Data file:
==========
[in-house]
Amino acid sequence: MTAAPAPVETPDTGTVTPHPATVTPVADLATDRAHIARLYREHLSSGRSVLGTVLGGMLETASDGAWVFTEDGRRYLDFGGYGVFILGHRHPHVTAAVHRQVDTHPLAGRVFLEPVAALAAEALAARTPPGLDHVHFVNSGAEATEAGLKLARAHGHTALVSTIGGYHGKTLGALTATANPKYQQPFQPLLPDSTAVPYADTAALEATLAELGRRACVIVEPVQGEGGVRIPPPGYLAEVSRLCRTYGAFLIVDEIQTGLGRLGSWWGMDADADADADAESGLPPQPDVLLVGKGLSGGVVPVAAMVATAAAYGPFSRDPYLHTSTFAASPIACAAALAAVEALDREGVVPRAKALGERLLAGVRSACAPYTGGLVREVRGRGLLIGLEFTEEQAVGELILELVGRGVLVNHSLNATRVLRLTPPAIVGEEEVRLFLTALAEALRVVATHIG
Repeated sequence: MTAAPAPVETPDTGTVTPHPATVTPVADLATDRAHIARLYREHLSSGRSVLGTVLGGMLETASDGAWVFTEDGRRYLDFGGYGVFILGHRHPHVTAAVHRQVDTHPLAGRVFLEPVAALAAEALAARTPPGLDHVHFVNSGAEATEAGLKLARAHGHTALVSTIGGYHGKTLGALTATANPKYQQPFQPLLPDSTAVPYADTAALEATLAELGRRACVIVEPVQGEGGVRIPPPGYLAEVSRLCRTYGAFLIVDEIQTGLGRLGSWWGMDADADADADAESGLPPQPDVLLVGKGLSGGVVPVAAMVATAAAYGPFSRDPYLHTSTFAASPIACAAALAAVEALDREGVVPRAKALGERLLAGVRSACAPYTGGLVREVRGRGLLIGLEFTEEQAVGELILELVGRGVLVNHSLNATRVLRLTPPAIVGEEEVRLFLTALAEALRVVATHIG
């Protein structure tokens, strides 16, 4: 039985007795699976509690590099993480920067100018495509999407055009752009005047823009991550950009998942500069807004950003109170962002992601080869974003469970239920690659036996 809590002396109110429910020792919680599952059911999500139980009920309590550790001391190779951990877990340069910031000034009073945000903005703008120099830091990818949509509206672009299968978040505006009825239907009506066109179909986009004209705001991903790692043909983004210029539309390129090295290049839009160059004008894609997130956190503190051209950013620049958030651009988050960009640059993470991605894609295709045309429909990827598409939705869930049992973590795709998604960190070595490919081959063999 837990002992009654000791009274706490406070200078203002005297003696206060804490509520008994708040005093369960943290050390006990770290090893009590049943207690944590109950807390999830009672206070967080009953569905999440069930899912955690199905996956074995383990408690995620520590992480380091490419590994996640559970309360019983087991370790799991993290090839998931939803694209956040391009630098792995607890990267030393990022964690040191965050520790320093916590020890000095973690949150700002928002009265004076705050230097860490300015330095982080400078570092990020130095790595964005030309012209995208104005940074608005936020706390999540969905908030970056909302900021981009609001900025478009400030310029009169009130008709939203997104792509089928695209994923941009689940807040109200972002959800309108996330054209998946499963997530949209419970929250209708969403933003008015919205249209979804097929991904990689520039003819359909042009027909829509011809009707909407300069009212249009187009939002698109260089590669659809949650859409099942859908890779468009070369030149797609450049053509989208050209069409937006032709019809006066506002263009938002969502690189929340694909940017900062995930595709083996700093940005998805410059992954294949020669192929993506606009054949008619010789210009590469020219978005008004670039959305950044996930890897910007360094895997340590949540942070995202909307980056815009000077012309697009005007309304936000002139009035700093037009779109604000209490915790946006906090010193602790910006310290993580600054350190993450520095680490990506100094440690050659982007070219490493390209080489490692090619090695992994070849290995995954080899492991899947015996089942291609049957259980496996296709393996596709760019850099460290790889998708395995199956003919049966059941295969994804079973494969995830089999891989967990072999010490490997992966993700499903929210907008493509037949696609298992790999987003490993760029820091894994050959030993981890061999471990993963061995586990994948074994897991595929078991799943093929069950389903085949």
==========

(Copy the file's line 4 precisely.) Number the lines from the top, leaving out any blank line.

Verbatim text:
């Protein structure tokens, strides 16, 4: 039985007795699976509690590099993480920067100018495509999407055009752009005047823009991550950009998942500069807004950003109170962002992601080869974003469970239920690659036996 809590002396109110429910020792919680599952059911999500139980009920309590550790001391190779951990877990340069910031000034009073945000903005703008120099830091990818949509509206672009299968978040505006009825239907009506066109179909986009004209705001991903790692043909983004210029539309390129090295290049839009160059004008894609997130956190503190051209950013620049958030651009988050960009640059993470991605894609295709045309429909990827598409939705869930049992973590795709998604960190070595490919081959063999 837990002992009654000791009274706490406070200078203002005297003696206060804490509520008994708040005093369960943290050390006990770290090893009590049943207690944590109950807390999830009672206070967080009953569905999440069930899912955690199905996956074995383990408690995620520590992480380091490419590994996640559970309360019983087991370790799991993290090839998931939803694209956040391009630098792995607890990267030393990022964690040191965050520790320093916590020890000095973690949150700002928002009265004076705050230097860490300015330095982080400078570092990020130095790595964005030309012209995208104005940074608005936020706390999540969905908030970056909302900021981009609001900025478009400030310029009169009130008709939203997104792509089928695209994923941009689940807040109200972002959800309108996330054209998946499963997530949209419970929250209708969403933003008015919205249209979804097929991904990689520039003819359909042009027909829509011809009707909407300069009212249009187009939002698109260089590669659809949650859409099942859908890779468009070369030149797609450049053509989208050209069409937006032709019809006066506002263009938002969502690189929340694909940017900062995930595709083996700093940005998805410059992954294949020669192929993506606009054949008619010789210009590469020219978005008004670039959305950044996930890897910007360094895997340590949540942070995202909307980056815009000077012309697009005007309304936000002139009035700093037009779109604000209490915790946006906090010193602790910006310290993580600054350190993450520095680490990506100094440690050659982007070219490493390209080489490692090619090695992994070849290995995954080899492991899947015996089942291609049957259980496996296709393996596709760019850099460290790889998708395995199956003919049966059941295969994804079973494969995830089999891989967990072999010490490997992966993700499903929210907008493509037949696609298992790999987003490993760029820091894994050959030993981890061999471990993963061995586990994948074994897991595929078991799943093929069950389903085949």